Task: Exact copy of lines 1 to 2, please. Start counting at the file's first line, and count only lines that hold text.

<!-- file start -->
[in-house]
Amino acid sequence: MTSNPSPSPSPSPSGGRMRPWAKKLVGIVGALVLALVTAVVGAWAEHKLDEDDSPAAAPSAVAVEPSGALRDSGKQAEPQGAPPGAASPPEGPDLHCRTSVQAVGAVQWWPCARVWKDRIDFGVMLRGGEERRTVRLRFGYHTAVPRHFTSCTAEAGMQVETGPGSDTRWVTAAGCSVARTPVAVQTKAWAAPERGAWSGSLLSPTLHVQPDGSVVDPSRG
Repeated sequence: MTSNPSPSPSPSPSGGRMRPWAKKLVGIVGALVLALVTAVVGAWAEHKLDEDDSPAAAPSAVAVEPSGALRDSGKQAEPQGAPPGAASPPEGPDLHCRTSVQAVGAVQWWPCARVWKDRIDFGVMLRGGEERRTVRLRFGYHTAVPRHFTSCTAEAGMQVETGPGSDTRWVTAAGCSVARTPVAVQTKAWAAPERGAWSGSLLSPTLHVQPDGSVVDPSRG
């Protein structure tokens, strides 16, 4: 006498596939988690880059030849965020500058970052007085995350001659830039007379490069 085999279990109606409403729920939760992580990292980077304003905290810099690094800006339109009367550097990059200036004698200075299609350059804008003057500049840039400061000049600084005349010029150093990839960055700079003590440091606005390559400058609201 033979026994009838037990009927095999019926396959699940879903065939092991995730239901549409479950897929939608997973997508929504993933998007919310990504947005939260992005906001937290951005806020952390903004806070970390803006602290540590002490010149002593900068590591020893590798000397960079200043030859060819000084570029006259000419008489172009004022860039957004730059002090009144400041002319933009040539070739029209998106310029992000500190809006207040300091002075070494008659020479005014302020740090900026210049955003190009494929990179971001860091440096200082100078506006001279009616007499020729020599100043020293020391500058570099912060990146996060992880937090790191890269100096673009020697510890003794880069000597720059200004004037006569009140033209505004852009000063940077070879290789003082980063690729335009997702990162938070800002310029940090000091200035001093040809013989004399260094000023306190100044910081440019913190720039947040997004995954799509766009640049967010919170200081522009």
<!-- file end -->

[in-house]
Amino acid sequence: MTSNPSPSPSPSPSGGRMRPWAKKLVGIVGALVLALVTAVVGAWAEHKLDEDDSPAAAPSAVAVEPSGALRDSGKQAEPQGAPPGAASPPEGPDLHCRTSVQAVGAVQWWPCARVWKDRIDFGVMLRGGEERRTVRLRFGYHTAVPRHFTSCTAEAGMQVETGPGSDTRWVTAAGCSVARTPVAVQTKAWAAPERGAWSGSLLSPTLHVQPDGSVVDPSRG